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Mendoravia dumaziana Capuron

Protologue
Adansonia, sér. 2, 8(2): 208 (1968).
Family
Caesalpiniaceae (Leguminosae - Caesalpinioideae)
Origin and geographic distribution
Mendoravia dumaziana is endemic to south-eastern Madagascar, where it is restricted to a small area.
Uses
The wood is used for construction and carpentry.
Properties
The wood is very hard and durable, but reportedly easy to work.
Botany
Small to medium-sized tree up to 25 m tall; bole up to 30 cm and more in diameter; bark surface smooth and pale grey, with numerous lenticels; twigs glabrous, with lenticels. Leaves alternate, simple; stipules triangular, 2–3 mm long, caducous; petiole 3–6 mm long, grooved above, wrinkled; blade ovate to oblong-ovate, 5–13 cm × 1.5–5 cm, obtuse at base, tapering but finally obtuse at apex, margins slightly wavy, thinly leathery, glabrous, pinnately veined with numerous lateral veins. Inflorescence an axillary raceme 1–4 cm long, few-flowered. Flowers bisexual, regular, (5–)6-merous; pedicel 1–2.5 cm long; sepals nearly free, narrowly triangular-ovate, 2.5–3 mm long, spreading, slightly hairy; petals free, elliptical, 1–1.5 cm long, glabrous, yellow; stamens (11–)12, filaments c. 4 mm long, anthers c. 3 mm long, orange; ovary superior, oblong-sigmoid, 6–7 mm long, minutely hairy, style c. 1.5 mm long, with head-shaped stigma. Fruit an oblong, flat pod 5–9 cm long, with beak at apex and thickened upper margin, glabrous, reticulately veined, dehiscent with 2 spiralling valves, 1–2-seeded. Seeds disk-shaped, 8–10 mm long, red-brown.
Mendoravia comprises a single species. It belongs to the tribe Cassieae subtribe Dialiinae, and it has been suggested that it is related to the genera Baudouinia and Eligmocarpus from Madagascar and Poeppigia from tropical America.
Ecology
Mendoravia dumaziana occurs in lowland evergreen forest, up to 100 m altitude. It is found on lateritic soils.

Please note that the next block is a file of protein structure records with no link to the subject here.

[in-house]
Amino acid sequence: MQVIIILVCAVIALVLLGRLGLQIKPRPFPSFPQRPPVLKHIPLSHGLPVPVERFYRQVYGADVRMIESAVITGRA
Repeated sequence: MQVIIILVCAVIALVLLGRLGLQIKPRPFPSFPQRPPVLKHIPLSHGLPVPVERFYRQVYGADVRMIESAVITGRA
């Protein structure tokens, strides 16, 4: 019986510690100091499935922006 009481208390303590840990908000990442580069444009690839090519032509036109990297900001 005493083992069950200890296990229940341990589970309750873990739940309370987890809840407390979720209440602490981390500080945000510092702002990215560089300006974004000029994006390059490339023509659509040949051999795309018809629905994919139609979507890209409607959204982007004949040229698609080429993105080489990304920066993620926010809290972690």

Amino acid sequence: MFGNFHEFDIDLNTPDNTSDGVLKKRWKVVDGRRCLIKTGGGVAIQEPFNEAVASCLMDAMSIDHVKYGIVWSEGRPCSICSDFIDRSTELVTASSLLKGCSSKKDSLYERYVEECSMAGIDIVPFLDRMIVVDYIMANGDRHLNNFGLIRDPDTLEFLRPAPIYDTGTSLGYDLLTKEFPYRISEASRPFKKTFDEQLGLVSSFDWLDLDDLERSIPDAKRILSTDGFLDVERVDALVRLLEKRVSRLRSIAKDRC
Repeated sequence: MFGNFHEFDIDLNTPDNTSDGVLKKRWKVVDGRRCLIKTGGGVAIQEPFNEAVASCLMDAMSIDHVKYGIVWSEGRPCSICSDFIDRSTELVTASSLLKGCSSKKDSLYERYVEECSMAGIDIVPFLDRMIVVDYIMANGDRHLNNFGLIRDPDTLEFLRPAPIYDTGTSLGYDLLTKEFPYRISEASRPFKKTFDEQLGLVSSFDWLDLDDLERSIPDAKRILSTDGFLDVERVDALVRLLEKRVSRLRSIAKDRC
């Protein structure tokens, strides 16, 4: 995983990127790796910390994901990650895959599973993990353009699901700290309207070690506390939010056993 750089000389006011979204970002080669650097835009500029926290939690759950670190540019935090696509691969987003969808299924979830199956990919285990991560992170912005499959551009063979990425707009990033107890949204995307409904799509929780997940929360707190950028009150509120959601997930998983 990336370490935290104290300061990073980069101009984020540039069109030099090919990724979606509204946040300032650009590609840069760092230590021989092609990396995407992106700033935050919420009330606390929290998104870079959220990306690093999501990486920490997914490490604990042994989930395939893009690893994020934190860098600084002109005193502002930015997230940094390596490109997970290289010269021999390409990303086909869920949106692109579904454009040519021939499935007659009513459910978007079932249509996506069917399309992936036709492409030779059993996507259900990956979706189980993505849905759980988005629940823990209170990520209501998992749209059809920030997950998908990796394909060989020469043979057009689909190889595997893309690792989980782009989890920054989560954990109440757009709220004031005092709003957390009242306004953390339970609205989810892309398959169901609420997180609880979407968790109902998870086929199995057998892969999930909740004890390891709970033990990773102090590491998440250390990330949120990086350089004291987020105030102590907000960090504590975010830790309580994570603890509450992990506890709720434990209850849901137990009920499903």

Genetic resources and breeding
Mendoravia dumaziana is restricted to a small area of lowland evergreen forest in valleys and on hillsides, and is certainly liable to genetic erosion.
Prospects
Research should focus on protection of Mendoravia dumaziana and exploitation of its timber should be discouraged.
Major references
• du Puy, D.J., Labat, J.N., Rabevohitra, R., Villiers, J.-F., Bosser, J. & Moat, J., 2002. The Leguminosae of Madagascar. Royal Botanic Gardens, Kew, Richmond, United Kingdom. 750 pp.
• Schatz, G.E., 2001. Generic tree flora of Madagascar. Royal Botanic Gardens, Kew, Richmond, United Kingdom. 477 pp.
Other references
• Lewis, G., Schrire, B., MacKinder, B. & Lock, M., 2005. Legumes of the world. Royal Botanic Gardens, Kew, Richmond, United Kingdom. 577 pp.
Author(s)
R.H.M.J. Lemmens
PROTA Network Office Europe, Wageningen University, P.O. Box 341, 6700 AH Wageningen, Netherlands


Editors
R.H.M.J. Lemmens
PROTA Network Office Europe, Wageningen University, P.O. Box 341, 6700 AH Wageningen, Netherlands
D. Louppe
CIRAD, Département Environnements et Sociétés, Cirad es-dir, Campus international de Baillarguet, TA C-DIR / B (Bât. C, Bur. 113), 34398 Montpellier Cedex 5, France
A.A. Oteng-Amoako
Forestry Research Institute of Ghana (FORIG), University P.O. Box 63, KNUST, Kumasi, Ghana
Associate editors
E.A. Obeng
Forestry Research Institute of Ghana (FORIG), University P.O. Box 63, KNUST, Kumasi, Ghana

Correct citation of this article:
Lemmens, R.H.M.J., 2010. Mendoravia dumaziana Capuron. In: Lemmens, R.H.M.J., Louppe, D. & Oteng-Amoako, A.A. (Editors). Prota 7(2): Timbers/Bois d’œuvre 2. [CD-Rom]. PROTA, Wageningen, Netherlands.